2. The COACHING model works best.

      • Coaches take teachers to their growing edge by helping them to analyze their students’ work and devise plans to keep improving it.
      • Coaches respond to specific teacher questions with tips and feedback on instruction.
      • Coaches typically work with small teacher groups over a period of time.
      • Coaching taps into the collective wisdom of teachers and encourages sharing of successful practices within grade-level teams.


      3. The biggest challenge in teaching the K-5 Common Core ELA Standards is WRITING. Even more than making the leap to reading complex texts, teachers are hard-pressed to meet the new writing standards without help.

      • Writing was not part of No Child Left Behind, so it hasn't been given priority in many schools. Many teachers will be playing "catch up."
      • Writing is one of the most difficult subjects to teach because it requires higher order thinking and offers no "right" answers.
      • The Common Core restores writing to its fundamental place as one of the 3 “R”s. Make no mistake about it: the Common Core expectations for writing are high.

      Free Reflection Guide: Improve Your Writing Instruction


      Teachers: Use the reflection guide as a personal professional development evaluation. It will help you determine your strengths and weaknesses in your writing instruction.

      Administrators: Use the reflection guide when planning a professional development day. Follow the directions below.

      1. Print “Questions Teachers Have When Teaching Writing”, and pass the reflection guide out to your teachers.  

      2. Ask your teachers to follow the directions in the reflection guide. They will fill out their glows (strengths) and grows (weaknesses) for writing.

      3. Design your professional development day into sessions where each teacher will have 10 or 15 minutes to share a teaching idea or tool they have used successfully.

      4. Teachers can consider their “grows” and choose to sit in on sessions that will be most helpful to them.

       

      What was your most memorable professional development experience? Tell us in the comments section below.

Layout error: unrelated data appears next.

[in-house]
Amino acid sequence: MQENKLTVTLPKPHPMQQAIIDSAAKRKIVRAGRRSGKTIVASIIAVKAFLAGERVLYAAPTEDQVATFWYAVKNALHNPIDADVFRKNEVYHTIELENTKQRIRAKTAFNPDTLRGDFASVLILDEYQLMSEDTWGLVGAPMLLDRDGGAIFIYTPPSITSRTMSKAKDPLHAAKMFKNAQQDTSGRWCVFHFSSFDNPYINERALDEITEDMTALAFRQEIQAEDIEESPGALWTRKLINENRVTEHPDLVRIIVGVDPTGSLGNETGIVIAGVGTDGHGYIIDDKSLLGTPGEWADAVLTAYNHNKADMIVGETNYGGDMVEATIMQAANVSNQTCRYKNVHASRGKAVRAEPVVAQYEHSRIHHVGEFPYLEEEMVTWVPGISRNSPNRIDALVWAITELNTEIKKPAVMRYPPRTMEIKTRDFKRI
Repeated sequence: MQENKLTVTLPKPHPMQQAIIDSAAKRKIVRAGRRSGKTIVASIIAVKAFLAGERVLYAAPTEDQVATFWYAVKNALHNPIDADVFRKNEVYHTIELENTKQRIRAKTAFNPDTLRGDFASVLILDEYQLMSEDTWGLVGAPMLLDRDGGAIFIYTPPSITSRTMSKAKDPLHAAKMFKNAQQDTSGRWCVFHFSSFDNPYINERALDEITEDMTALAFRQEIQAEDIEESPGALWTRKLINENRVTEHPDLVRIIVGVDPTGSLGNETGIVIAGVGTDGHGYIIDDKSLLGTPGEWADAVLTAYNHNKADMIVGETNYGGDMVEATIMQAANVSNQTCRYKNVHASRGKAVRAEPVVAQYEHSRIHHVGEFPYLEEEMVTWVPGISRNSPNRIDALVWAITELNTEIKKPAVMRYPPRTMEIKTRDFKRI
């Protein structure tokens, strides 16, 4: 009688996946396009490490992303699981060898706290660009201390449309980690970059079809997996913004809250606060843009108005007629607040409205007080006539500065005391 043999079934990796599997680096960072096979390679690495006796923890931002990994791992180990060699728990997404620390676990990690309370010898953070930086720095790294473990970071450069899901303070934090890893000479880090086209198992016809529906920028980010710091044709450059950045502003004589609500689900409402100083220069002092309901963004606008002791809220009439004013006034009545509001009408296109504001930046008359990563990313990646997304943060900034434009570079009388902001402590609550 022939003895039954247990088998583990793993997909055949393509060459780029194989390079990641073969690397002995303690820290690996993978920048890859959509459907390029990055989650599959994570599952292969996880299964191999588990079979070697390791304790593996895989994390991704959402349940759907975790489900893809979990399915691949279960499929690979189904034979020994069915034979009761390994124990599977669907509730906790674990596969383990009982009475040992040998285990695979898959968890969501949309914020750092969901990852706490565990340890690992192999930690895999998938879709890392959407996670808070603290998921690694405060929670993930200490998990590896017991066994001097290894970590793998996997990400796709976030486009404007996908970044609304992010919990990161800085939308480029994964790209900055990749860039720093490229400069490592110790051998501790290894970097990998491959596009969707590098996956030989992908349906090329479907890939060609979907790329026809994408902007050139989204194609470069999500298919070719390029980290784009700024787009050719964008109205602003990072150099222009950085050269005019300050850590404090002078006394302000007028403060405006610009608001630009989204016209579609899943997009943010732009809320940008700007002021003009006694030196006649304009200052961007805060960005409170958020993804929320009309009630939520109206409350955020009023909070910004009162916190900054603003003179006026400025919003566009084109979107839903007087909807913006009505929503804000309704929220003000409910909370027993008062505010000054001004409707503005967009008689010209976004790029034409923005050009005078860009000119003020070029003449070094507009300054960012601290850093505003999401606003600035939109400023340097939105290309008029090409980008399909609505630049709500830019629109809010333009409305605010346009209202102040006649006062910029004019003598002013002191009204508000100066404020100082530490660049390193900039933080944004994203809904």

• Blog post
    • 1 month ago
    • Views: 329
  • The Power of Personalized Prai The Power of Personalized Praise and Encouragement

    • From: Mindy_Keller-Kyriakides
    • Description:

       

      Is there a word for being both very pleased and angry at the same time?


      Because that's what I am.


      I'm so pleased that one of my initiatives has proven valuable to my peers. The use of a midcourse update in which we let course participants know how they're doing and, if relevant, what they need to work on or complete, has received very positive feedback. These (roughly) personalized updates are designed to enhance motivation and touch base on a personal level. Most of our course emails are coursewide, but this one goes out to each person separately.


       

      The responses have been overwhelmingly positive. However, I find myself in this strange happy/angry state. For example, one participant wrote:

              Thank you for your encouragement!  It is not often I get to hear things like that! Made my day! 

      This response brought a tear to my eye. First, I was really glad I made this person's day! But, then I thought, I didn't do anything big or huge, here.

      And then I thought, "Why HASN'T this teacher been offered this sort of encouragement more often?  Really, this effort took only a moment. Why is this such a surprise?"

      School administrators have a daunting task, granted. Further, they're limited on time, and much of their "attaboys/attagirls" come via generic school-wide emails or on evaluations.

      However,the generic email is just that...positive, but lukewarm. A recipient may or may not connect with it. Further, the school-wide or coursewide email goes out to those who may not really deserve to hear the praise, so it's incumbent upon the recipient to self-evaluate with those memos. This approach works for special occasions (We did a great job with Open House!), but not for the kind of morale-boosts that teachers really need.

      And hearing praise on an evaluation is also somewhat...meh. It's sort of required, so it doesn't offer the same motivational jolt that a personalized message would.

      People need to hear what they're doing RIGHT. That way, we can subtly (or not-so-subtly) reinforce that behavior. Do we bother to do that?

      Teachers need to hear more of what they're doing well and effectively. They also need to hear WHY what they're doing works well or reflects best practices.  

      Students need to hear more of what they're doing well and effectively. They also need to hear WHY and HOW what they're doing works well.

      For that matter, school administrators need to hear more of what they're doing well and effectively. They also need to hear WHY what they're doing works well with staff and faculty or reflects best leadership practices. 

      Our children need to hear what they're doing well and effectively. They also need to hear WHY what they're doing works well, helps others, or contributes to the family.